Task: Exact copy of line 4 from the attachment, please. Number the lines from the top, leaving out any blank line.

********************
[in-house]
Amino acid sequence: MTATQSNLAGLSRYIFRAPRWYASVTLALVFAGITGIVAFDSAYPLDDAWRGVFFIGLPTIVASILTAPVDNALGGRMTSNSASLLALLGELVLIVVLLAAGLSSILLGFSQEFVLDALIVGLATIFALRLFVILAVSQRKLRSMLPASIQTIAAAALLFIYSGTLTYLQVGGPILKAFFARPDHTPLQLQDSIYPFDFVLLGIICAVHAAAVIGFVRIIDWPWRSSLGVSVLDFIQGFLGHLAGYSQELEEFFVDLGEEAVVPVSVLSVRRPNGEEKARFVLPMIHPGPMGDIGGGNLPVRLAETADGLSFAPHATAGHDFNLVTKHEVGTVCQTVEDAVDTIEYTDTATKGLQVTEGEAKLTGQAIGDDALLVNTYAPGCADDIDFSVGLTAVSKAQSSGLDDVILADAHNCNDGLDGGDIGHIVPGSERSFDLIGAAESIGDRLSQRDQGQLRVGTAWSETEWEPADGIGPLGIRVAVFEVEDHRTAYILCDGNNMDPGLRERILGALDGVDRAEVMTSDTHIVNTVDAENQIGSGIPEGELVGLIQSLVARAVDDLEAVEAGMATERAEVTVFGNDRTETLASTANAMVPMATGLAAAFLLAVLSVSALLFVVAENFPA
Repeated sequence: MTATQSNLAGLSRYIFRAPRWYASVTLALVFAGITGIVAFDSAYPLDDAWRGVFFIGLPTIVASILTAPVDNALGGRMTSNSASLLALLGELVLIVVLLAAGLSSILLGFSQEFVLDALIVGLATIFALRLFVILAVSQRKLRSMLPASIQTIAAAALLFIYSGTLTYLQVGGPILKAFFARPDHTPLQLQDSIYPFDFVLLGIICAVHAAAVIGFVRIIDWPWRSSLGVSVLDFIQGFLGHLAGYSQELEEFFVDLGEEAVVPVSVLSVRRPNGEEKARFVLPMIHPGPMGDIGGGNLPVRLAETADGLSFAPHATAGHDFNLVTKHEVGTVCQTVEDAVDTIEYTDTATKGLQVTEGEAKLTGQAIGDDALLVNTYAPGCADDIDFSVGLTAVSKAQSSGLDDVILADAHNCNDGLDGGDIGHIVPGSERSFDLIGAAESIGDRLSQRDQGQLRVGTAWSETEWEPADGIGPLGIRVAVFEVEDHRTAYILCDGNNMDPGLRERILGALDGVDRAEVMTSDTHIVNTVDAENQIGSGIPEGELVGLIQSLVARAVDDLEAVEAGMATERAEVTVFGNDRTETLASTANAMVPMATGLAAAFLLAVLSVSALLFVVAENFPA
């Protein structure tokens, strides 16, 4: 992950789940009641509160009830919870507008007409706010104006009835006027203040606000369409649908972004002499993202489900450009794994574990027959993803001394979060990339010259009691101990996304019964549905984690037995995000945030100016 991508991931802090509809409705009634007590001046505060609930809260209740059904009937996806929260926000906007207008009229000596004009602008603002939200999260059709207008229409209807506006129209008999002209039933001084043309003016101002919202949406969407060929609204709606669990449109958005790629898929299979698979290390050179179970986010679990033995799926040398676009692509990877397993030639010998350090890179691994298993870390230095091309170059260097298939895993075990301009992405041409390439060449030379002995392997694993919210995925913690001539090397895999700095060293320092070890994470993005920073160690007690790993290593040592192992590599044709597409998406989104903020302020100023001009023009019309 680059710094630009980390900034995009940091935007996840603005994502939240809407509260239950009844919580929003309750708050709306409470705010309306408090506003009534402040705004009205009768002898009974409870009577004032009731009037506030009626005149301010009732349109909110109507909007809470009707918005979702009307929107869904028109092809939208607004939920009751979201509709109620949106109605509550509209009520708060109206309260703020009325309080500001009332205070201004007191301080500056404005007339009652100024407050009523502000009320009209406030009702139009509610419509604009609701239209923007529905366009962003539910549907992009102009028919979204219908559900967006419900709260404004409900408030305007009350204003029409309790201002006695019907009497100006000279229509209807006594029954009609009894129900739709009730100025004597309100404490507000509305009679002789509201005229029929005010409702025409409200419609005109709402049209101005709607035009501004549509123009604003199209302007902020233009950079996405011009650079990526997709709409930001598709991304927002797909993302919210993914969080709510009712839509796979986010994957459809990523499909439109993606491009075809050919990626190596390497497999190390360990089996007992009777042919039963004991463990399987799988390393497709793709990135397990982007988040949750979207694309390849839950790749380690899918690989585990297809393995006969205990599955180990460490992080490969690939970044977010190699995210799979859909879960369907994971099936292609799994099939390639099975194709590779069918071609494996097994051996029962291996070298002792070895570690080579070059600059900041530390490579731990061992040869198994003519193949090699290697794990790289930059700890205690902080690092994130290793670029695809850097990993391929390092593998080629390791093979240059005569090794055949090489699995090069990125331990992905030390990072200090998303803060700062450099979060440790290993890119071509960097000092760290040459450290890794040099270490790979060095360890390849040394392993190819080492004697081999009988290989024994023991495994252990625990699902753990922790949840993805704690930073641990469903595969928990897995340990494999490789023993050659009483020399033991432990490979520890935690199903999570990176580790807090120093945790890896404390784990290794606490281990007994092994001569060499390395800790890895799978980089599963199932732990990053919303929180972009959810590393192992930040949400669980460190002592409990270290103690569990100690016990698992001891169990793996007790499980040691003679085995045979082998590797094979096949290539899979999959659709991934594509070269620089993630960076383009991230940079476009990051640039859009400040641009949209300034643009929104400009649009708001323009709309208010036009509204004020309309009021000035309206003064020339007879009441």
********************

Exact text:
């Protein structure tokens, strides 16, 4: 992950789940009641509160009830919870507008007409706010104006009835006027203040606000369409649908972004002499993202489900450009794994574990027959993803001394979060990339010259009691101990996304019964549905984690037995995000945030100016 991508991931802090509809409705009634007590001046505060609930809260209740059904009937996806929260926000906007207008009229000596004009602008603002939200999260059709207008229409209807506006129209008999002209039933001084043309003016101002919202949406969407060929609204709606669990449109958005790629898929299979698979290390050179179970986010679990033995799926040398676009692509990877397993030639010998350090890179691994298993870390230095091309170059260097298939895993075990301009992405041409390439060449030379002995392997694993919210995925913690001539090397895999700095060293320092070890994470993005920073160690007690790993290593040592192992590599044709597409998406989104903020302020100023001009023009019309 680059710094630009980390900034995009940091935007996840603005994502939240809407509260239950009844919580929003309750708050709306409470705010309306408090506003009534402040705004009205009768002898009974409870009577004032009731009037506030009626005149301010009732349109909110109507909007809470009707918005979702009307929107869904028109092809939208607004939920009751979201509709109620949106109605509550509209009520708060109206309260703020009325309080500001009332205070201004007191301080500056404005007339009652100024407050009523502000009320009209406030009702139009509610419509604009609701239209923007529905366009962003539910549907992009102009028919979204219908559900967006419900709260404004409900408030305007009350204003029409309790201002006695019907009497100006000279229509209807006594029954009609009894129900739709009730100025004597309100404490507000509305009679002789509201005229029929005010409702025409409200419609005109709402049209101005709607035009501004549509123009604003199209302007902020233009950079996405011009650079990526997709709409930001598709991304927002797909993302919210993914969080709510009712839509796979986010994957459809990523499909439109993606491009075809050919990626190596390497497999190390360990089996007992009777042919039963004991463990399987799988390393497709793709990135397990982007988040949750979207694309390849839950790749380690899918690989585990297809393995006969205990599955180990460490992080490969690939970044977010190699995210799979859909879960369907994971099936292609799994099939390639099975194709590779069918071609494996097994051996029962291996070298002792070895570690080579070059600059900041530390490579731990061992040869198994003519193949090699290697794990790289930059700890205690902080690092994130290793670029695809850097990993391929390092593998080629390791093979240059005569090794055949090489699995090069990125331990992905030390990072200090998303803060700062450099979060440790290993890119071509960097000092760290040459450290890794040099270490790979060095360890390849040394392993190819080492004697081999009988290989024994023991495994252990625990699902753990922790949840993805704690930073641990469903595969928990897995340990494999490789023993050659009483020399033991432990490979520890935690199903999570990176580790807090120093945790890896404390784990290794606490281990007994092994001569060499390395800790890895799978980089599963199932732990990053919303929180972009959810590393192992930040949400669980460190002592409990270290103690569990100690016990698992001891169990793996007790499980040691003679085995045979082998590797094979096949290539899979999959659709991934594509070269620089993630960076383009991230940079476009990051640039859009400040641009949209300034643009929104400009649009708001323009709309208010036009509204004020309309009021000035309206003064020339007879009441």